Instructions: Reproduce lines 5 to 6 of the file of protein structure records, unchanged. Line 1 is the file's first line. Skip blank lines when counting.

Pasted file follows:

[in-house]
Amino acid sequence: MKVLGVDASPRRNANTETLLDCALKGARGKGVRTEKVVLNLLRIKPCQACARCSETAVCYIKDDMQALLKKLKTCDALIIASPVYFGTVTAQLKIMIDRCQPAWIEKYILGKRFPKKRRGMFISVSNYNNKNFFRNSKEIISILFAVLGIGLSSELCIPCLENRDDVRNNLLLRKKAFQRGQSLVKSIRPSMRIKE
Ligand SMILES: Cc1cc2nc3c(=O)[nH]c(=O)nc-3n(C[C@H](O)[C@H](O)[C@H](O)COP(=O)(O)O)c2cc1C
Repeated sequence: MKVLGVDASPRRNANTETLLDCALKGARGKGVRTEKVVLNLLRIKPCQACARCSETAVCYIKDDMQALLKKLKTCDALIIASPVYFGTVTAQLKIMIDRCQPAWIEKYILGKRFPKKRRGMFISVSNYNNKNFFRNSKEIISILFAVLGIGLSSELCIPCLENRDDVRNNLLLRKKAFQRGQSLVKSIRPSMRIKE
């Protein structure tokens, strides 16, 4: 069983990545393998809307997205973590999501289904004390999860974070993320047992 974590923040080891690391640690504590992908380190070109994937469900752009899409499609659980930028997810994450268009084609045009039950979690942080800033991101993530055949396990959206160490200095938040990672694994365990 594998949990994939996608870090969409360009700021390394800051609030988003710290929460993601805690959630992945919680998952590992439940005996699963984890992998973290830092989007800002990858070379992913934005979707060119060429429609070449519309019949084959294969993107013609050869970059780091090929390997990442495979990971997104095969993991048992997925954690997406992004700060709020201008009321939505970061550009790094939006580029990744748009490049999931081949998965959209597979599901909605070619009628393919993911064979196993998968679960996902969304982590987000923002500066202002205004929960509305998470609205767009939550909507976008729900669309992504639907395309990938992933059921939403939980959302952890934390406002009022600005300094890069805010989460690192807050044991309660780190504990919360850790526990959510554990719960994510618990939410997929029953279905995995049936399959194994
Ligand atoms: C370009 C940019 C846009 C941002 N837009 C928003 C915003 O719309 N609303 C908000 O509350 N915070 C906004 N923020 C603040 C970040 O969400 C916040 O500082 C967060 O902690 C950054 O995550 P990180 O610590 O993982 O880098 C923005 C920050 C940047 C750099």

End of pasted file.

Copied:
């Protein structure tokens, strides 16, 4: 069983990545393998809307997205973590999501289904004390999860974070993320047992 974590923040080891690391640690504590992908380190070109994937469900752009899409499609659980930028997810994450268009084609045009039950979690942080800033991101993530055949396990959206160490200095938040990672694994365990 594998949990994939996608870090969409360009700021390394800051609030988003710290929460993601805690959630992945919680998952590992439940005996699963984890992998973290830092989007800002990858070379992913934005979707060119060429429609070449519309019949084959294969993107013609050869970059780091090929390997990442495979990971997104095969993991048992997925954690997406992004700060709020201008009321939505970061550009790094939006580029990744748009490049999931081949998965959209597979599901909605070619009628393919993911064979196993998968679960996902969304982590987000923002500066202002205004929960509305998470609205767009939550909507976008729900669309992504639907395309990938992933059921939403939980959302952890934390406002009022600005300094890069805010989460690192807050044991309660780190504990919360850790526990959510554990719960994510618990939410997929029953279905995995049936399959194994
Ligand atoms: C370009 C940019 C846009 C941002 N837009 C928003 C915003 O719309 N609303 C908000 O509350 N915070 C906004 N923020 C603040 C970040 O969400 C916040 O500082 C967060 O902690 C950054 O995550 P990180 O610590 O993982 O880098 C923005 C920050 C940047 C750099």